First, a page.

8 Tips for Using Campus Visits to Choose a College

Revisit the colleges that accepted you to make your final decision.

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It's official. Colleges have released their admission decisions. By the time all of the mail is open, you should have options. Some will include scholarships or special recognition. Others will simply convey the invitation to enroll. In any case, congratulations! Your hard work has paid off and you get to make the final choice of a college destination.

You need to choose well, however, to ensure a successful experience over the next four years of college. Now, more than ever, you need to be attentive to the details. As you enter the final phase of decision-making, start by rechecking your priorities. Why are you going to college? What do you hope to accomplish? In what type of environment can you accomplish these things best?

Using your priorities as a guide, it's time to examine more closely the colleges that accepted you. Return to their campuses where you can immerse yourself in the sights, sounds, and overall culture of the places. How do they feel to you? The following are eight tips for getting the most out of these campus visits:

1. Spend a weeknight in a residence hall; eat at least two meals in the dining hall and go to two classes in different disciplines including an introductory first year class.

2. Talk with professors from the academic departments that interest you as well as the appropriate pre-professional adviser for those programs. Do you see a home for yourself in those environments?

3. Hang out. Watch people. Listen to them talk. Ask them what they think about campus life, politics, sports, religion, or whatever is important to you.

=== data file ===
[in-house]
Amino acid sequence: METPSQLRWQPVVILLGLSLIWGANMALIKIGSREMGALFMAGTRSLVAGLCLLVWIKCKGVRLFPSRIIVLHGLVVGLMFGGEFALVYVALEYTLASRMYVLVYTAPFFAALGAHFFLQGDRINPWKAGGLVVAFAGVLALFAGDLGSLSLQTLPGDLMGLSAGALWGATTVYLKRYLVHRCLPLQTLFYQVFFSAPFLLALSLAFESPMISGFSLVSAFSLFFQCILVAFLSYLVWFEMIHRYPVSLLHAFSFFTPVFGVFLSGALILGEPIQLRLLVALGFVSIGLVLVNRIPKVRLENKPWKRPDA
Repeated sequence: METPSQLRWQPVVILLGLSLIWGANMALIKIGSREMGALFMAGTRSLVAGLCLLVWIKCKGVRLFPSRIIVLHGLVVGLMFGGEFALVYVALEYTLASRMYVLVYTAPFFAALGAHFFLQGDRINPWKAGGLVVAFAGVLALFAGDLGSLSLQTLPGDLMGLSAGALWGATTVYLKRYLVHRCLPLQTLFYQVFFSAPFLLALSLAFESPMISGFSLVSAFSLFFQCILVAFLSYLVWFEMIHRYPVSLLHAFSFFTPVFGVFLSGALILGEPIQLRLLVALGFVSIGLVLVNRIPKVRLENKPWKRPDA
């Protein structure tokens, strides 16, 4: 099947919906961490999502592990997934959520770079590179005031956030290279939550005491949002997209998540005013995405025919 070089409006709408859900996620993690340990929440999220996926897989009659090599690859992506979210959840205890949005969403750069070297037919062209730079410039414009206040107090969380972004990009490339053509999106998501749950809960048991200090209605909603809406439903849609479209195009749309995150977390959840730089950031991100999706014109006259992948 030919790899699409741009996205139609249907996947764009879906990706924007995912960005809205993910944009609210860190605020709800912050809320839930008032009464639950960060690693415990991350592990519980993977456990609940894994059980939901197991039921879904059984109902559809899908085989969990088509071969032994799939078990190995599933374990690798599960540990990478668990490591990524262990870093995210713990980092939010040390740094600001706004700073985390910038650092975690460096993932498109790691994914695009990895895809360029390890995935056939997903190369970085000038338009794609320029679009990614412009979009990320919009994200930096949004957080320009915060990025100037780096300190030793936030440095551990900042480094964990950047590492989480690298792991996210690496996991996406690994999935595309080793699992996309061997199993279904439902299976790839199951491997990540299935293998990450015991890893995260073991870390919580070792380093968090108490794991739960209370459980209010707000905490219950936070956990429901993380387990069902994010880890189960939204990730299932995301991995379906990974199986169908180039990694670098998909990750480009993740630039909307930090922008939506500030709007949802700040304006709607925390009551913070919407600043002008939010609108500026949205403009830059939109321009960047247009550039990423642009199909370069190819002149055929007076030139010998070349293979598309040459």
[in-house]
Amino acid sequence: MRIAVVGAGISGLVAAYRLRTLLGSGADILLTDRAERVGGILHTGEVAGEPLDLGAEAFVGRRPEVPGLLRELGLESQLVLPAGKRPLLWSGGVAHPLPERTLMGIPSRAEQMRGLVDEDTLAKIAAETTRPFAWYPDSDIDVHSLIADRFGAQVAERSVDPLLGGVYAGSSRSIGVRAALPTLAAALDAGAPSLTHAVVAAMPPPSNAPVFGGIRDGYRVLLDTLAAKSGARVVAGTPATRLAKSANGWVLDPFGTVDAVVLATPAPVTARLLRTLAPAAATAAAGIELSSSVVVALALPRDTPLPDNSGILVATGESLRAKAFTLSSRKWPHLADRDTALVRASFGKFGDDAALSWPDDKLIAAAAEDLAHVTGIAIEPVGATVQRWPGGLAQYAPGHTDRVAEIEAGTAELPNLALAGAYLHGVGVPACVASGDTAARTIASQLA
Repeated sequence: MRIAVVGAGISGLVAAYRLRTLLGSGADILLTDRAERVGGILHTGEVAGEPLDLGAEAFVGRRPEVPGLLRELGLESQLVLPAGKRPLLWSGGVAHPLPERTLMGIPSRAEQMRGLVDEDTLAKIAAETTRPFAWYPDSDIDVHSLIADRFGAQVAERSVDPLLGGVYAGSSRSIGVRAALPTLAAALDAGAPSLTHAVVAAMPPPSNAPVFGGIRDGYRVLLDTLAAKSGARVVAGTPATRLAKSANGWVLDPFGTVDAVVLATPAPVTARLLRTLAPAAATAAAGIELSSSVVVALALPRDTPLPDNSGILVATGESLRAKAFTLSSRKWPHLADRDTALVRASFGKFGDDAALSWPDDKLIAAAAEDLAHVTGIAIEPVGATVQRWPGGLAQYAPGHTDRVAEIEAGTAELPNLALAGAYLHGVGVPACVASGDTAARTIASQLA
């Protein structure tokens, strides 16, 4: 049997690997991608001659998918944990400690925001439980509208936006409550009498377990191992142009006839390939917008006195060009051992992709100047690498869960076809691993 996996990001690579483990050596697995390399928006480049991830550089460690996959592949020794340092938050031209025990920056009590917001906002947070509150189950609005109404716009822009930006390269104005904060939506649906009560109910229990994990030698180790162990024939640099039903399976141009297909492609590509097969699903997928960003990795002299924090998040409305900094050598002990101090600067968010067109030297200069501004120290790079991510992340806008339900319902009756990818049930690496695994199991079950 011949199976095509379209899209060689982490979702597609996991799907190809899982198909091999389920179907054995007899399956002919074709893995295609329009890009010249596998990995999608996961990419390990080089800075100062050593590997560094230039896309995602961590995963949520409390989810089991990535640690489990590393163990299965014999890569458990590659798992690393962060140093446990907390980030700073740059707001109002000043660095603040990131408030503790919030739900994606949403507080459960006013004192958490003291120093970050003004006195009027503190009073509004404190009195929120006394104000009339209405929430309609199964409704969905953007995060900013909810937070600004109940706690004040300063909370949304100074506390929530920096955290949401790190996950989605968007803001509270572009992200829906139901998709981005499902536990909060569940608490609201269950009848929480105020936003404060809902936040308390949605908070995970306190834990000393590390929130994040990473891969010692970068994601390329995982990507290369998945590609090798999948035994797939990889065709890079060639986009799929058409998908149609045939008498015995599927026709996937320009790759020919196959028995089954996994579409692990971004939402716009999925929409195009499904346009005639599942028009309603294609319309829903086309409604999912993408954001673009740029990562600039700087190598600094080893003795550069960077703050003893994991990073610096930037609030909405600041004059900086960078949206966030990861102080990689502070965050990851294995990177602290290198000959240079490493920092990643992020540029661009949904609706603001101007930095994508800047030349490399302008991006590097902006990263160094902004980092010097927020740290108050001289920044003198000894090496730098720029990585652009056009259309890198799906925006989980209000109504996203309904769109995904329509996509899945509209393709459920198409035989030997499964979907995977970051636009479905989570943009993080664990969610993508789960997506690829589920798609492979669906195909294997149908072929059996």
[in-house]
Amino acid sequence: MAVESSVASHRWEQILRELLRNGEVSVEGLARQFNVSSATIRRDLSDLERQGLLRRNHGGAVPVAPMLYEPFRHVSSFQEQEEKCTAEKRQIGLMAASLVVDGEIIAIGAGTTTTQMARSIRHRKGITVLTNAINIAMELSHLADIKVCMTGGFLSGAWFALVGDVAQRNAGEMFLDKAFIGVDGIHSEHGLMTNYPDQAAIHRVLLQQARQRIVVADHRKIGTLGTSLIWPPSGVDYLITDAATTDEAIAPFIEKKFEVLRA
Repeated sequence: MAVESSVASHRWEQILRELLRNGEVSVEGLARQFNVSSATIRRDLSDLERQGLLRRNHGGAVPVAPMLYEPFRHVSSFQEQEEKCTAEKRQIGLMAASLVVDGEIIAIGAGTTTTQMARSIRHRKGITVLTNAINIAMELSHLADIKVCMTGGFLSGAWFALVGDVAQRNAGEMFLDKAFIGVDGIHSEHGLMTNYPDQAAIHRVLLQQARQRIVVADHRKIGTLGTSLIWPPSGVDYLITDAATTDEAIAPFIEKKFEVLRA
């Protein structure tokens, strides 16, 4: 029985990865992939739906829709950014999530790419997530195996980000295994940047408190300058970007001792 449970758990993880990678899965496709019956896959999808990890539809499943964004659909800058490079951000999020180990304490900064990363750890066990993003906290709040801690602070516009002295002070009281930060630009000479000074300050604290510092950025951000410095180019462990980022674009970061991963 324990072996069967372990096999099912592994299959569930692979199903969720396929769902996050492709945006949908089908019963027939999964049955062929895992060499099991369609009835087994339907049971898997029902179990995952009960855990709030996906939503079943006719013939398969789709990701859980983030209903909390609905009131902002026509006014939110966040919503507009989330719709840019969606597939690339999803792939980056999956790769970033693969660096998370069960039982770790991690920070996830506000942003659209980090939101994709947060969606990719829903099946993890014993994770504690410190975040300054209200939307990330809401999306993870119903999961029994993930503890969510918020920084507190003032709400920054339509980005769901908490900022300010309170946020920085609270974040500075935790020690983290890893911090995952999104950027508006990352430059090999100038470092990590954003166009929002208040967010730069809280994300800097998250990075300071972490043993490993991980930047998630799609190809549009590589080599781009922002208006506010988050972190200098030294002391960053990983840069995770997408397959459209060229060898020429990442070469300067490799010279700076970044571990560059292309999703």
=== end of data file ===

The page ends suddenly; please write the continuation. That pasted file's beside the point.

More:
[Learn more about college tours.]

4. If you are a recruited athlete, meet with the coach as well as members of the team. These folks may be your support system for the next four years. Where will you fit best?

5. If you have academic support needs, talk with the coordinator of the Special Needs Support Center or the Writing Center. Look for evidence that you will get the support you need.

6. If you have financial concerns, make an appointment with the financial aid office. Take copies of your financial aid application and your 2010 tax returns for reference. Document changes in your family circumstances. Don't assume that troubling financial differences will be worked out after you enroll.

[Explore the U.S. News guide to paying for college.]

7. Inquire about safety information, crime statistics, and campus escort programs.

8. Use good judgment as you explore the social scene. Know your limits.

In other words, take in as much as possible. Most students who emerge from this process acknowledge that much of the decision-making comes down to a gut feeling. Let your gut go to work for you. Make sure the college you choose fits comfortably and feels good before you commit.

Finally, a word of caution is in order. Your life is about to change as colleges roll out the "red carpet." You'll be invited to acceptance parties and open houses in your honor. Prominent alumni will call to wish you well. Some schools may even offer to fly you to their campuses for the weekend. In the midst of all these ego boosts, you need to stay focused.

Do your own detective work and remain true to your priorities. Much of the activity over the next four weeks is staged by colleges for your benefit. Now that you have been admitted, they want you to enroll—and that's fine. Just make sure you sort through the excitement to find evidence that the school in question truly values you for what you do well and is prepared to invest in your success.

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